What does a Film/TV Production Assistant do?
Production assistants offer administrative and organisational support to a producer and director in a production office for film, TV, radio or corporate productions. Their duties will vary according to the size of production, but may include:
- liaising with the crew and other programme departments
- rehearsal and production timings
- logging tapes and film stock
- booking hotels and making travel arrangements for cast or crew
- hiring studio facilities and equipment
- distributing scripts, call sheets and daily reports
- cueing shots and logging artists’ working time
- obtaining clearances and checking copyright
- attending production meetings
- communicating information about production changes to others
- completing health and safety paperwork.
In feature film or drama productions the role is known as Script Supervisor and they work closely with the script, maintaining continuity and ensuring that the dialogue is covered and is accurately timed. On Production assistants may be employed on documentary films or smaller productions, but will still use continuity skills as part of their role.
Production assistants work closely with the director on a location set, logging the recording or filming, making technical notes, timing and marking up scripts for post-production. In a TV studio, they work with the director in the ‘box’ above the studio floor, calling shots, timing and logging recordings.
In radio, production assistants may have more technical duties which could include supervised editing and dubbing, and using other studio technology.
What's the working environment like working as a Film/TV Production Assistant?
Production assistants should expect to work long, irregular hours, including shifts. Their place of work will vary from offices and meeting rooms, to darkened and enclosed studio areas. During transmission, they may sit in the production gallery, surrounded by banks of monitors.
Location work could be anywhere, and may involve staying away from home for long periods of time. Assistants should also be prepared to stand for long periods in all weathers conditions.
What does it take to become a Film/TV Production Assistant?
To be a production assistant you should:
- have good communication skills, and tact when dealing with a variety of people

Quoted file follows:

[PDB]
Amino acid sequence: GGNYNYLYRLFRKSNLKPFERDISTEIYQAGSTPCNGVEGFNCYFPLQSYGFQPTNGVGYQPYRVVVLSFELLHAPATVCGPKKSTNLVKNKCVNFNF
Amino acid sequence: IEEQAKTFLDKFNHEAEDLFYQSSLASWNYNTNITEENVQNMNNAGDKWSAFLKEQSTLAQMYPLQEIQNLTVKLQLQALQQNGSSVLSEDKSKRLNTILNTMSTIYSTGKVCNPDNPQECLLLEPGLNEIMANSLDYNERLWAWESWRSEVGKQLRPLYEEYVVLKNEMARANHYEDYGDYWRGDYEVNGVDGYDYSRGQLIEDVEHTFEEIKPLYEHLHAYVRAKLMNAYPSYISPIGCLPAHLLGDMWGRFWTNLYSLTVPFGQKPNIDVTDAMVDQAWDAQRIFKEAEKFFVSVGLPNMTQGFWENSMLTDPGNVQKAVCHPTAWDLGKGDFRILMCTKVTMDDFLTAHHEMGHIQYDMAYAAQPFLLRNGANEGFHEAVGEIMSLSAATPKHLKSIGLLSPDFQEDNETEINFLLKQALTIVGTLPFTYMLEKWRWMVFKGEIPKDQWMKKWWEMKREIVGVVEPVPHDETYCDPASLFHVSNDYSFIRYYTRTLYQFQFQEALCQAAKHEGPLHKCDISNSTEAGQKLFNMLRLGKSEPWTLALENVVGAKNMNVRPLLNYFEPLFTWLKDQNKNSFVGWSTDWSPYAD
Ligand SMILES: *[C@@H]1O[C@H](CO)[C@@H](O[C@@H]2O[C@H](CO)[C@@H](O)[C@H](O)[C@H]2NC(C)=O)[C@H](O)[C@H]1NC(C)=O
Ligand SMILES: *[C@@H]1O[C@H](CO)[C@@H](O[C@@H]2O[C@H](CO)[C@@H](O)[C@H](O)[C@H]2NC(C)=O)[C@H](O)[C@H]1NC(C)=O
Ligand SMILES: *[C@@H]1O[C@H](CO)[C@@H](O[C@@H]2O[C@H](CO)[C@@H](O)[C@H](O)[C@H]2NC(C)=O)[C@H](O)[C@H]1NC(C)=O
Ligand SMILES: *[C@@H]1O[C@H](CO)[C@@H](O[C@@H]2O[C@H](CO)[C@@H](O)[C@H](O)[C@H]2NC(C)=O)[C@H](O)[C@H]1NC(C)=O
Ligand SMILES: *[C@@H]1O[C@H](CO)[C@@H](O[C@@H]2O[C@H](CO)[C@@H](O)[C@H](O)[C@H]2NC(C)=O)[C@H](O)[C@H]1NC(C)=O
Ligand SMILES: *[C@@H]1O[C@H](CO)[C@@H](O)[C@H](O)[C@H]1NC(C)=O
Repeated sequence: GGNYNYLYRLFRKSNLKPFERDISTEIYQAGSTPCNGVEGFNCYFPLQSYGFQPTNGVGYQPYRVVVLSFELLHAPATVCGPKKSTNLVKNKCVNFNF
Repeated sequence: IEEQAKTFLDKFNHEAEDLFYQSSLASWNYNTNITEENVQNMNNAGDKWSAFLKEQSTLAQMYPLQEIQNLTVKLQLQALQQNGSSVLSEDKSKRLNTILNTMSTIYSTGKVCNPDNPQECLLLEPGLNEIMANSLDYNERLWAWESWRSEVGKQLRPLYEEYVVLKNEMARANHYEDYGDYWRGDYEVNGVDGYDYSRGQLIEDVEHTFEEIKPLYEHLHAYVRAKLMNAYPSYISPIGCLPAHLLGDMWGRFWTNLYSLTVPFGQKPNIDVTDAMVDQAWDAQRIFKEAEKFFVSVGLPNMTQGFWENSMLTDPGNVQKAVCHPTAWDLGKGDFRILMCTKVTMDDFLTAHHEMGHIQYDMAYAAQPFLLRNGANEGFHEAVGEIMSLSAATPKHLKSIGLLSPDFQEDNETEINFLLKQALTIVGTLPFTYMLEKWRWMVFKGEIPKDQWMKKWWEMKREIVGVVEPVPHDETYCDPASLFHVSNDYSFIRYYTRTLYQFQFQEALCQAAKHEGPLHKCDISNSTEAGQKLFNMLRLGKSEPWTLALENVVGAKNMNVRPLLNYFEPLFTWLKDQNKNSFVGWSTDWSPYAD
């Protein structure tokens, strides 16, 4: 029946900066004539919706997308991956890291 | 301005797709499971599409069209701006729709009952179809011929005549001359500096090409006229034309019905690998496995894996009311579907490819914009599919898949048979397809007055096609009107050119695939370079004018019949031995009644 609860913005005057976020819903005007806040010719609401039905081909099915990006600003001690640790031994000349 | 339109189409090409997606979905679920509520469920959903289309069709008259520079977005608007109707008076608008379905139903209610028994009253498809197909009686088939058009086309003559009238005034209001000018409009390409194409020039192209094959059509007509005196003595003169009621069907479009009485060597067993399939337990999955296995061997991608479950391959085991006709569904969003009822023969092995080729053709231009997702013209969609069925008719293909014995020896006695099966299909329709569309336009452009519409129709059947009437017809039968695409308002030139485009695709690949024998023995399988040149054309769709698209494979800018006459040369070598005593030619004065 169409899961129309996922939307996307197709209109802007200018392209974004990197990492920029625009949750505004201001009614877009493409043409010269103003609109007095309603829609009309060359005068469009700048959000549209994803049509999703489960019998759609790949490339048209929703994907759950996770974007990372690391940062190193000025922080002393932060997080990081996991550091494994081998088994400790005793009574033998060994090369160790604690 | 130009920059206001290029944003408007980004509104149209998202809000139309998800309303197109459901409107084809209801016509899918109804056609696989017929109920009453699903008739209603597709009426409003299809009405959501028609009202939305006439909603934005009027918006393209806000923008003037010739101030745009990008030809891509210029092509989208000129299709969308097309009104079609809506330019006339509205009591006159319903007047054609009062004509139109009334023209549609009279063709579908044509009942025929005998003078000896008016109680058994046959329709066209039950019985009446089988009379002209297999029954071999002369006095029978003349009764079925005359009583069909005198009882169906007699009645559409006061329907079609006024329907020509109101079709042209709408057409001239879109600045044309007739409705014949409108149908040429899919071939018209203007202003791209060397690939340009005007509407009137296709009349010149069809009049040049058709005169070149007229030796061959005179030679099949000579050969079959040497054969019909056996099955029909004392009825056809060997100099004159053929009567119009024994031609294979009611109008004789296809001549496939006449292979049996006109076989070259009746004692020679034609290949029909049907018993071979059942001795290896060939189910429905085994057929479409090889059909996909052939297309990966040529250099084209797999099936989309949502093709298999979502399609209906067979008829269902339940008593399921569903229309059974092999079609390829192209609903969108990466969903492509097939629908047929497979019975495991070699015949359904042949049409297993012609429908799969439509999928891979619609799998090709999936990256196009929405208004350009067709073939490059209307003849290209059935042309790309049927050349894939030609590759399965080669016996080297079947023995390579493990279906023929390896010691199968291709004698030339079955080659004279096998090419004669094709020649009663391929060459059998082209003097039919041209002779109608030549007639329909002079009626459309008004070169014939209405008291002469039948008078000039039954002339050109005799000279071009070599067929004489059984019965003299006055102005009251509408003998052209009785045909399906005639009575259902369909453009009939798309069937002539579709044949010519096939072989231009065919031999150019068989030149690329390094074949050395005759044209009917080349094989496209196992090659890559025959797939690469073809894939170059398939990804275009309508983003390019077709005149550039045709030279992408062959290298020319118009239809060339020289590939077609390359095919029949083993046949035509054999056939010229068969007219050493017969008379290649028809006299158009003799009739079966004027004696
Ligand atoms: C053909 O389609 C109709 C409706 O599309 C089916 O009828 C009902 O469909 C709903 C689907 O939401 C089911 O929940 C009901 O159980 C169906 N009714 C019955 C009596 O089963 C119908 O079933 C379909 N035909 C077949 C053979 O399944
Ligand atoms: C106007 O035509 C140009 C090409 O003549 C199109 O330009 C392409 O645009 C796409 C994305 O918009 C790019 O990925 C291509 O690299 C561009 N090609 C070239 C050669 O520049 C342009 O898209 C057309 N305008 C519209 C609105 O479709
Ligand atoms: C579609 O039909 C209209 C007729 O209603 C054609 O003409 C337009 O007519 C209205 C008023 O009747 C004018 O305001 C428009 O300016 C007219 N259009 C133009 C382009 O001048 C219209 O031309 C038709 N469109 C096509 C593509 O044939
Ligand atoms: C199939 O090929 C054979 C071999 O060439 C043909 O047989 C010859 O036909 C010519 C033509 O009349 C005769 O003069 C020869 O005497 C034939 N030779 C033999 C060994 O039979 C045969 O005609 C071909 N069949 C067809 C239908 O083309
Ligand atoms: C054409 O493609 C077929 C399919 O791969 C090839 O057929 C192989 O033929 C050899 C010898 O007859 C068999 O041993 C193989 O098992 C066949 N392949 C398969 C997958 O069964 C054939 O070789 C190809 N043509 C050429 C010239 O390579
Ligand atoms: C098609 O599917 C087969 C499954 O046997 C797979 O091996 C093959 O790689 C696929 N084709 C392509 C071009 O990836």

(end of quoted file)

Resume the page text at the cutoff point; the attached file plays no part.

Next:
- have administrative skills including IT skills and often shorthand
- have good attention to detail
- have knowledge of production and post-production techniques for studio and location filming, and a basic knowledge of production equipment
- be able to work without supervision using your own initiative
- have a creative approach to dealing with problems
- have stamina, focus and determination
- be able to organise people and resources within financial budgets
- have mathematical ability for working out timings and expenditure
- the ability to work well under pressure and to meet deadlines.
Film/TV Production Assistant Career Opportunities
Production assistants may work in television companies, independent production companies, film production companies, radio stations, and theatre companies.
This is a very popular area of work and competition for vacancies is fierce. Promotion to senior PA posts may be possible, and those who have skills in handling budgets could move into production management.
Most production assistants now work freelance; however, since they tend to work across the whole production process, they tend to have longer-term contracts than those in other production roles. The most experienced PAs can pick and choose their jobs.
If you would like to know anything about Film/TV Production Assistant that does not appear on Hotcourses, further information can be found below.Skillset Careers
Tel: 08080 300 900 for England, Wales and Northern Ireland
Tel: 0808 100 8094 for Scotland
80-110 New Oxford Street
FT2 Film and Television Freelance Training
Broadcasting Entertainment Cinematograph and Theatre Union (BECTU)
373-377 Clapham Road
Facts and Stats:
- Nearly one in 10 people watch television every day in an average week. The average amount watched remains at 26 hours a week. 59 per cent of those surveyed watching between two and five hours a day.
Filming for an episode of Eastenders normally starts six weeks before its transmission.
60 per cent of people in broadcasting work on a freelance basis.
The UK has some 240 radio services. The average listener can only pick up 15, six belonging to the BBC and nine commercial ones